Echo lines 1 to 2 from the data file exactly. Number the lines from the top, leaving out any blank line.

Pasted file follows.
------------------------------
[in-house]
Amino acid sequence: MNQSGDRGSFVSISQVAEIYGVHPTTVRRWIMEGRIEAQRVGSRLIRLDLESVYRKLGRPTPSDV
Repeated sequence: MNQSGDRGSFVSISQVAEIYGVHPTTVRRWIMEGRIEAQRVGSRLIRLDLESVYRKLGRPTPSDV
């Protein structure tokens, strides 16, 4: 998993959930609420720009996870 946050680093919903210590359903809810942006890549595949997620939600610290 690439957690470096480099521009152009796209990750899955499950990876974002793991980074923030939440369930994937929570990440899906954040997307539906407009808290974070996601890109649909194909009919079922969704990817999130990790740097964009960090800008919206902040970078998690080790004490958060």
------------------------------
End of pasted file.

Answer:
[in-house]
Amino acid sequence: MNQSGDRGSFVSISQVAEIYGVHPTTVRRWIMEGRIEAQRVGSRLIRLDLESVYRKLGRPTPSDV